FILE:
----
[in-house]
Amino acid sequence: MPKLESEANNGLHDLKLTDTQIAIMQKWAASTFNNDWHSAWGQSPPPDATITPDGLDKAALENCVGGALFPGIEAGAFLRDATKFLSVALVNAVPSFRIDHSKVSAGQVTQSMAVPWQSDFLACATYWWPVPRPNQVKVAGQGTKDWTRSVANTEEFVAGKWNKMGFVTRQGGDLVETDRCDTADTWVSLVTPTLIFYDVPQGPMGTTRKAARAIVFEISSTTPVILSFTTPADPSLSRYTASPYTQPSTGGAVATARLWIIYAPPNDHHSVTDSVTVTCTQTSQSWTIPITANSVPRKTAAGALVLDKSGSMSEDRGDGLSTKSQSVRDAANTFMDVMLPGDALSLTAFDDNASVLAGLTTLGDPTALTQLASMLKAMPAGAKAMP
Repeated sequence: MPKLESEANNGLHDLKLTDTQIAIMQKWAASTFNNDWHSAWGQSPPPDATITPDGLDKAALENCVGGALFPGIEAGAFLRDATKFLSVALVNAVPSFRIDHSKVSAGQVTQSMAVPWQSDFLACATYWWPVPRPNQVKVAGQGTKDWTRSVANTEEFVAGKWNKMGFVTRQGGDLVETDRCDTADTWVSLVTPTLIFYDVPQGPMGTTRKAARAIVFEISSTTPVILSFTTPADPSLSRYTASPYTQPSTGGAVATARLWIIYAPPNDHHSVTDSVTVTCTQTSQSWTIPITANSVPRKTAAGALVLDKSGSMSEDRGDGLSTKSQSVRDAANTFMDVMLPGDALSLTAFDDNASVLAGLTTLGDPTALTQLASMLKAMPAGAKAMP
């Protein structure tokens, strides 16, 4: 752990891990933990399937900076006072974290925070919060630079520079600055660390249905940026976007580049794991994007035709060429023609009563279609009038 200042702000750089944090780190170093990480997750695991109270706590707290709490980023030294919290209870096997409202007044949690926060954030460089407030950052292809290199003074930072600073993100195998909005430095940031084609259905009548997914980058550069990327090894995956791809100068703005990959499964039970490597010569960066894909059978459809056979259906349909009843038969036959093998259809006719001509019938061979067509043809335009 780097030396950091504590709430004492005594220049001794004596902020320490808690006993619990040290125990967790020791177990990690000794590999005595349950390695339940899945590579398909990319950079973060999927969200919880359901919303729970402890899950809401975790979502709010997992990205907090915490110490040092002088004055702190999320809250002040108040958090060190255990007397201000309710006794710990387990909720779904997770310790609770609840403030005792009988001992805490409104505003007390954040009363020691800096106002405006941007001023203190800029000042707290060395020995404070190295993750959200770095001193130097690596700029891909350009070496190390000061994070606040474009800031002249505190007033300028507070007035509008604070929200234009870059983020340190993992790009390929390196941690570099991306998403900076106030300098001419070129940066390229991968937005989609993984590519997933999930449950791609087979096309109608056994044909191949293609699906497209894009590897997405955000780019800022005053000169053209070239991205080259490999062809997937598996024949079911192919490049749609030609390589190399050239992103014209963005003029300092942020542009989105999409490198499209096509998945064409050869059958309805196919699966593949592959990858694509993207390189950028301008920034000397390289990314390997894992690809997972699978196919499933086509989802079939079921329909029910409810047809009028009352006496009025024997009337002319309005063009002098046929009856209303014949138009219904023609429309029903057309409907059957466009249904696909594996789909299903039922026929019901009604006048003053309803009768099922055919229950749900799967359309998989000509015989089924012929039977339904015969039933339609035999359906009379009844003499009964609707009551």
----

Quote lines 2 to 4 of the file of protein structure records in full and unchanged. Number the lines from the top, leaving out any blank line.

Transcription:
Amino acid sequence: MPKLESEANNGLHDLKLTDTQIAIMQKWAASTFNNDWHSAWGQSPPPDATITPDGLDKAALENCVGGALFPGIEAGAFLRDATKFLSVALVNAVPSFRIDHSKVSAGQVTQSMAVPWQSDFLACATYWWPVPRPNQVKVAGQGTKDWTRSVANTEEFVAGKWNKMGFVTRQGGDLVETDRCDTADTWVSLVTPTLIFYDVPQGPMGTTRKAARAIVFEISSTTPVILSFTTPADPSLSRYTASPYTQPSTGGAVATARLWIIYAPPNDHHSVTDSVTVTCTQTSQSWTIPITANSVPRKTAAGALVLDKSGSMSEDRGDGLSTKSQSVRDAANTFMDVMLPGDALSLTAFDDNASVLAGLTTLGDPTALTQLASMLKAMPAGAKAMP
Repeated sequence: MPKLESEANNGLHDLKLTDTQIAIMQKWAASTFNNDWHSAWGQSPPPDATITPDGLDKAALENCVGGALFPGIEAGAFLRDATKFLSVALVNAVPSFRIDHSKVSAGQVTQSMAVPWQSDFLACATYWWPVPRPNQVKVAGQGTKDWTRSVANTEEFVAGKWNKMGFVTRQGGDLVETDRCDTADTWVSLVTPTLIFYDVPQGPMGTTRKAARAIVFEISSTTPVILSFTTPADPSLSRYTASPYTQPSTGGAVATARLWIIYAPPNDHHSVTDSVTVTCTQTSQSWTIPITANSVPRKTAAGALVLDKSGSMSEDRGDGLSTKSQSVRDAANTFMDVMLPGDALSLTAFDDNASVLAGLTTLGDPTALTQLASMLKAMPAGAKAMP
């Protein structure tokens, strides 16, 4: 752990891990933990399937900076006072974290925070919060630079520079600055660390249905940026976007580049794991994007035709060429023609009563279609009038 200042702000750089944090780190170093990480997750695991109270706590707290709490980023030294919290209870096997409202007044949690926060954030460089407030950052292809290199003074930072600073993100195998909005430095940031084609259905009548997914980058550069990327090894995956791809100068703005990959499964039970490597010569960066894909059978459809056979259906349909009843038969036959093998259809006719001509019938061979067509043809335009 780097030396950091504590709430004492005594220049001794004596902020320490808690006993619990040290125990967790020791177990990690000794590999005595349950390695339940899945590579398909990319950079973060999927969200919880359901919303729970402890899950809401975790979502709010997992990205907090915490110490040092002088004055702190999320809250002040108040958090060190255990007397201000309710006794710990387990909720779904997770310790609770609840403030005792009988001992805490409104505003007390954040009363020691800096106002405006941007001023203190800029000042707290060395020995404070190295993750959200770095001193130097690596700029891909350009070496190390000061994070606040474009800031002249505190007033300028507070007035509008604070929200234009870059983020340190993992790009390929390196941690570099991306998403900076106030300098001419070129940066390229991968937005989609993984590519997933999930449950791609087979096309109608056994044909191949293609699906497209894009590897997405955000780019800022005053000169053209070239991205080259490999062809997937598996024949079911192919490049749609030609390589190399050239992103014209963005003029300092942020542009989105999409490198499209096509998945064409050869059958309805196919699966593949592959990858694509993207390189950028301008920034000397390289990314390997894992690809997972699978196919499933086509989802079939079921329909029910409810047809009028009352006496009025024997009337002319309005063009002098046929009856209303014949138009219904023609429309029903057309409907059957466009249904696909594996789909299903039922026929019901009604006048003053309803009768099922055919229950749900799967359309998989000509015989089924012929039977339904015969039933339609035999359906009379009844003499009964609707009551």